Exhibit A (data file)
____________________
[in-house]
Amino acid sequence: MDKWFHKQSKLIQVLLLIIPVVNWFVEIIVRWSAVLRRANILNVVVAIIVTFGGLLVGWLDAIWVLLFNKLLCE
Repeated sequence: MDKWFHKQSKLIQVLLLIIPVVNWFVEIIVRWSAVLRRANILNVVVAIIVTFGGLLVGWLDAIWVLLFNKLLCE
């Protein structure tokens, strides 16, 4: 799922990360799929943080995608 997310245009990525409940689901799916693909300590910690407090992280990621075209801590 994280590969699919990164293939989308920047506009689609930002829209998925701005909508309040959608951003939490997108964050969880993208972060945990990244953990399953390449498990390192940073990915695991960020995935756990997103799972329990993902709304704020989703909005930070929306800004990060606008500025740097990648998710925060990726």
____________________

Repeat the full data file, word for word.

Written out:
[in-house]
Amino acid sequence: MDKWFHKQSKLIQVLLLIIPVVNWFVEIIVRWSAVLRRANILNVVVAIIVTFGGLLVGWLDAIWVLLFNKLLCE
Repeated sequence: MDKWFHKQSKLIQVLLLIIPVVNWFVEIIVRWSAVLRRANILNVVVAIIVTFGGLLVGWLDAIWVLLFNKLLCE
């Protein structure tokens, strides 16, 4: 799922990360799929943080995608 997310245009990525409940689901799916693909300590910690407090992280990621075209801590 994280590969699919990164293939989308920047506009689609930002829209998925701005909508309040959608951003939490997108964050969880993208972060945990990244953990399953390449498990390192940073990915695991960020995935756990997103799972329990993902709304704020989703909005930070929306800004990060606008500025740097990648998710925060990726």